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Dr. Stephen Blake is the coordinator of The Galapagos Tortoise Movement Ecology Programme (www.gianttortoise.org). He currently works for the St. Louis Zoo and is an adjunct scientist with the Max Planck Institute for Ornithology, the University of St. Louis in Missouri, and the State University of New York, and is also a visiting scientist with Washington University in St. Louis. He earned his MSc PhD from the University of Edinburgh. Before starting his work in the Galapagos, Stephen worked on forest elephant conservation for the Wildlife Conservation Society in the Congo Basin for about 15 years, primarily on forest elephant ecology and conservation. Stephen is here with us today to tell us about his journey through life and science.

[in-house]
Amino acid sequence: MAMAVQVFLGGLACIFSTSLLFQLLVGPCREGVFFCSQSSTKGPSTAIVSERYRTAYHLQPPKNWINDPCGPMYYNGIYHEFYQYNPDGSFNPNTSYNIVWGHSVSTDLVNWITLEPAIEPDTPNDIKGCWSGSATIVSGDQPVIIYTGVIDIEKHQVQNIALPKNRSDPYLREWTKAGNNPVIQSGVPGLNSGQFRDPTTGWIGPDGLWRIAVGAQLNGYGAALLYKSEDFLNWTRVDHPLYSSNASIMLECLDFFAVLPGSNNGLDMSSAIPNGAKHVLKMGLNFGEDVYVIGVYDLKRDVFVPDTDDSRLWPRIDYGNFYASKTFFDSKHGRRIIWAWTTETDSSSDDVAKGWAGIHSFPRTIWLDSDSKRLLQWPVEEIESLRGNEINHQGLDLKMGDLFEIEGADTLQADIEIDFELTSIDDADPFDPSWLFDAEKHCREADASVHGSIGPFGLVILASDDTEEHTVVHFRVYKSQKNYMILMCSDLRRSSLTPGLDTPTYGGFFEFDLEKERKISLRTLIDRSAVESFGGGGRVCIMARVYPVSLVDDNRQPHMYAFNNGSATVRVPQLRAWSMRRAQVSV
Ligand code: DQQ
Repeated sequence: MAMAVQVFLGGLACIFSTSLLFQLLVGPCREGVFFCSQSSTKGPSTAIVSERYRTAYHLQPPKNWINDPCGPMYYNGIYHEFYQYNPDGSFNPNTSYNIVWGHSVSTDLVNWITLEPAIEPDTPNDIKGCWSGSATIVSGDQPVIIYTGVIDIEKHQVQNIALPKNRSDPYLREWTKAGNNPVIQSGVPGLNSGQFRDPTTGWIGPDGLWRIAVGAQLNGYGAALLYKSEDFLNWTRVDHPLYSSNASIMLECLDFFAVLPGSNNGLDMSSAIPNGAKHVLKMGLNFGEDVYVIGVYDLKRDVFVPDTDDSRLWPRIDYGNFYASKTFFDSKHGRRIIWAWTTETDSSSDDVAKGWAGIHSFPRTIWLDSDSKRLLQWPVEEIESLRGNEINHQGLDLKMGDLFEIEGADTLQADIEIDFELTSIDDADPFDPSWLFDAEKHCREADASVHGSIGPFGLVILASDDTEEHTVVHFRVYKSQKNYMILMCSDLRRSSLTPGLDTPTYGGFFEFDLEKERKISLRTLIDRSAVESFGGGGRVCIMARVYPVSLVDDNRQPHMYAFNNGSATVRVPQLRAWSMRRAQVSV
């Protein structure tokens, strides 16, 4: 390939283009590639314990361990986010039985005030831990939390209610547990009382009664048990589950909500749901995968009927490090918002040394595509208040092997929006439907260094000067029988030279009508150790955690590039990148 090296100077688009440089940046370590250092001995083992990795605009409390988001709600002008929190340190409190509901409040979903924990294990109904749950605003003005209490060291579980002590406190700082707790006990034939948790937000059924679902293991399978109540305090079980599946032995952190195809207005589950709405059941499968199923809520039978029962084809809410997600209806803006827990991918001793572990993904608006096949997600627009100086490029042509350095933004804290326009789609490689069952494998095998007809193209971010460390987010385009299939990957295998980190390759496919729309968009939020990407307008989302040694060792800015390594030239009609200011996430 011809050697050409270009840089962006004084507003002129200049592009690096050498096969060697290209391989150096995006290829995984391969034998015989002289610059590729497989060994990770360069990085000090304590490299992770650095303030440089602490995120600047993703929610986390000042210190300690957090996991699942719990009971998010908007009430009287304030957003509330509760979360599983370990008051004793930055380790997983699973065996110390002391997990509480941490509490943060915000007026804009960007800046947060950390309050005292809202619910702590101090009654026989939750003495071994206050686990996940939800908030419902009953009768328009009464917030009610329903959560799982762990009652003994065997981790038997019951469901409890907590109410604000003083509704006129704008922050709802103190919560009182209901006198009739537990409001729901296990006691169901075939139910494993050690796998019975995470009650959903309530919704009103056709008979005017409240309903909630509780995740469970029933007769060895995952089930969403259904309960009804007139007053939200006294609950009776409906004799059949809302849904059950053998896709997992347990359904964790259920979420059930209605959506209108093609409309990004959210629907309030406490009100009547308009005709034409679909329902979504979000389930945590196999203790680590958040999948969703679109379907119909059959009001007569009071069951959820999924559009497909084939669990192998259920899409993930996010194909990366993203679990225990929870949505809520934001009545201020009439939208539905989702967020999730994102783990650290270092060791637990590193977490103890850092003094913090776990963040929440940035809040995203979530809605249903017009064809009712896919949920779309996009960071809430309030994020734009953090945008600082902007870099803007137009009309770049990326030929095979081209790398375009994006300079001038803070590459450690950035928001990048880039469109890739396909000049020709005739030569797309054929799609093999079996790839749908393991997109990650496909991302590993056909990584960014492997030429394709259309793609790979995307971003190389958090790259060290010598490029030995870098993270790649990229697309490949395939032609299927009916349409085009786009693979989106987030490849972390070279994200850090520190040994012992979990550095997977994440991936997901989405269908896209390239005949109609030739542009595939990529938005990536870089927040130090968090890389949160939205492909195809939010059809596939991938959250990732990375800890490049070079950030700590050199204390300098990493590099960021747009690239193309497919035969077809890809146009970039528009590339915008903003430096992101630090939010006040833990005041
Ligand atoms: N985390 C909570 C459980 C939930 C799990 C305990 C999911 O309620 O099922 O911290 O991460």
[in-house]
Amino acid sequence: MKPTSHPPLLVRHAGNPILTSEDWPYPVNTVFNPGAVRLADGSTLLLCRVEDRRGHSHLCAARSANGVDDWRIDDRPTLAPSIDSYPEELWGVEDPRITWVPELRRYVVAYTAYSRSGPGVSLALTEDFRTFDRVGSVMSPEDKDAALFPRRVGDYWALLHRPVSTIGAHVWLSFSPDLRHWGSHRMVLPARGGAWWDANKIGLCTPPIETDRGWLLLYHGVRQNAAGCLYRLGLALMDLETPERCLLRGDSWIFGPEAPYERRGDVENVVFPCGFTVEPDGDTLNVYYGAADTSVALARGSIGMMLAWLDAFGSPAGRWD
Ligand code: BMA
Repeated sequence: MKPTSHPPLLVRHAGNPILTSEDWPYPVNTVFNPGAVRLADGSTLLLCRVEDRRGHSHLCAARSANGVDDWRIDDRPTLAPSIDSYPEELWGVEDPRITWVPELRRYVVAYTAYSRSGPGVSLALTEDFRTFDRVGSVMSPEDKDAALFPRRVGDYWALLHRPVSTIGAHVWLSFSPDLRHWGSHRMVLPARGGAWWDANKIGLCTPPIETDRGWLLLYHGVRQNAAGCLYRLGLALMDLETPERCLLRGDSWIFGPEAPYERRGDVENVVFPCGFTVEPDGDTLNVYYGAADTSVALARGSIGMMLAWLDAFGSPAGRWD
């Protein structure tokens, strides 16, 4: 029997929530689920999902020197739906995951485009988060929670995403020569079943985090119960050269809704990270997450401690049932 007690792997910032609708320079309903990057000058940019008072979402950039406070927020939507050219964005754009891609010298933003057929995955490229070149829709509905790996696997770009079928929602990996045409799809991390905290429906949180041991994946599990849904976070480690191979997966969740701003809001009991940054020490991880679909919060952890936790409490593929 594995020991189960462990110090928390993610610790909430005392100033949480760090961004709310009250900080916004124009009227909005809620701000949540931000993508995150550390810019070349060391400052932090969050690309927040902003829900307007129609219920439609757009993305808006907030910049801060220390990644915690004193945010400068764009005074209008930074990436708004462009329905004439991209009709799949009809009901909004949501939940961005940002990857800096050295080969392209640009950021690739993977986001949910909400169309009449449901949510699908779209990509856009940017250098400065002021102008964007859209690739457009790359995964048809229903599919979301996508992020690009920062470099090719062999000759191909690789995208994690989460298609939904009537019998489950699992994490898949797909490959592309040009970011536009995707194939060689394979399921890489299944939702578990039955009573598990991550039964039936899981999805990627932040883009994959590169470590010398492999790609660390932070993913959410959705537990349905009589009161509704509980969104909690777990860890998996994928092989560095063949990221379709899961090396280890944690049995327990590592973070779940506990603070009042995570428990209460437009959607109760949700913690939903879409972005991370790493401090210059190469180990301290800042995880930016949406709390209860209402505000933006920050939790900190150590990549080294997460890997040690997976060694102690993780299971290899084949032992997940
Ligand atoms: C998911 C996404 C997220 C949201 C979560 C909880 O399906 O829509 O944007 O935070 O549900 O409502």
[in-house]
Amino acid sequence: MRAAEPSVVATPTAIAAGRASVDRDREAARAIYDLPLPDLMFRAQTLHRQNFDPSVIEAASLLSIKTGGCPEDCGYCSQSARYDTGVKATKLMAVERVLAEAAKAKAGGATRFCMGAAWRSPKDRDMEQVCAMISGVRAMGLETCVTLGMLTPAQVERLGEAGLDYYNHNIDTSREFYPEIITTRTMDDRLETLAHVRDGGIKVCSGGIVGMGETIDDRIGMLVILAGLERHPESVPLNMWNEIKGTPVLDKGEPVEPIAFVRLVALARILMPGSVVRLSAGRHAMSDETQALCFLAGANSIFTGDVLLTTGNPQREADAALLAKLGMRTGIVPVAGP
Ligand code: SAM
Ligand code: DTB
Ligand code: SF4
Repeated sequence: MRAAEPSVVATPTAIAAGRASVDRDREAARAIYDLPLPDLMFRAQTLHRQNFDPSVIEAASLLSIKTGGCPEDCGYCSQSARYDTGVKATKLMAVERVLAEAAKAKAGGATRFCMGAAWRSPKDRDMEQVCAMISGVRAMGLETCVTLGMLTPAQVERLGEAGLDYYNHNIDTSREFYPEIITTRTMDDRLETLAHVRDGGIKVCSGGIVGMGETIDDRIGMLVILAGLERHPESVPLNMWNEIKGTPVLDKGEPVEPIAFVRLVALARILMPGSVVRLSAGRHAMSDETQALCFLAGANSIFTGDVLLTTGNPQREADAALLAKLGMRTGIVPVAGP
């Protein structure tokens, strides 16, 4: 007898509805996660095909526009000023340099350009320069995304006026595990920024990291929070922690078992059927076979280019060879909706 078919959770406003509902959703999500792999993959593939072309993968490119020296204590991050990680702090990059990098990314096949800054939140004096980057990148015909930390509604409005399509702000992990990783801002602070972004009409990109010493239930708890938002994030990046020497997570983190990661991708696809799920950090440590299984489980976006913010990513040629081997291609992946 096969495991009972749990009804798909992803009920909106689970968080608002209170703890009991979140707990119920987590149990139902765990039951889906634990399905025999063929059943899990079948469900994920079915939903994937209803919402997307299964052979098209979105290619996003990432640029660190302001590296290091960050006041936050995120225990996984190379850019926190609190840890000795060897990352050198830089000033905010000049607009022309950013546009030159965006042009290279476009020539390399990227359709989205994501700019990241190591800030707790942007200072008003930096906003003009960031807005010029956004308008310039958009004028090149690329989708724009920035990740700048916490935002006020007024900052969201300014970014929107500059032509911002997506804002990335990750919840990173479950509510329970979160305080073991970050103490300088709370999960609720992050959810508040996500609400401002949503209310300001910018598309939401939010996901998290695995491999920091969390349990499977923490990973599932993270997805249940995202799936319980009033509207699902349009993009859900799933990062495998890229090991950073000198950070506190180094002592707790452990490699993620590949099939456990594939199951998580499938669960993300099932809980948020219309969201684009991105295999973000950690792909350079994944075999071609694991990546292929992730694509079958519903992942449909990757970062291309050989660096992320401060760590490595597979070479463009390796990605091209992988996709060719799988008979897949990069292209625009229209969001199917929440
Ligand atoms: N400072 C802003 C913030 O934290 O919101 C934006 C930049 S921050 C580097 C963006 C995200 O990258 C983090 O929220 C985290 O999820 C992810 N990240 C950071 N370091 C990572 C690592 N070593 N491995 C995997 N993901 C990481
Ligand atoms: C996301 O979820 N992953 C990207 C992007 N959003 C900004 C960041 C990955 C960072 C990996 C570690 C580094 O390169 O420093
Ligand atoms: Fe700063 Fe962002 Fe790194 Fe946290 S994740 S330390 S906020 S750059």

Stephen’s research interests focus on the movement ecology of megavertebrates with strong applications for the conservation of species and ecosystems. His previous work has demonstrated a unique ecosystem engineering role of forest elephants as “gardeners of the forest” in the Congo Basin due to their prodigious abilities as seed dispersers, and also highlighted the current conservation crisis forest elephants face due to the ivory trade. More recently, research on Galapagos tortoises shows that they have similar ecosystem impacts on Galapagos ecosystems, as do forest elephants in Africa, in part due to their recently documented long distance migrations. An opportunity has recently arisen to conduct work of a similar nature with reintroduced American bison in western Missouri. However conservation biology offers myriad opportunities with smaller species much closer to home, which is why, along with the St. Louis zoo, Stephen has developed a Box turtle program at Tyson Research Centre and Forest Park in St. Louis. He combines research on movement ecology and health with locally relevant outreach to contribute to the conservation of these well-known but threatened animals.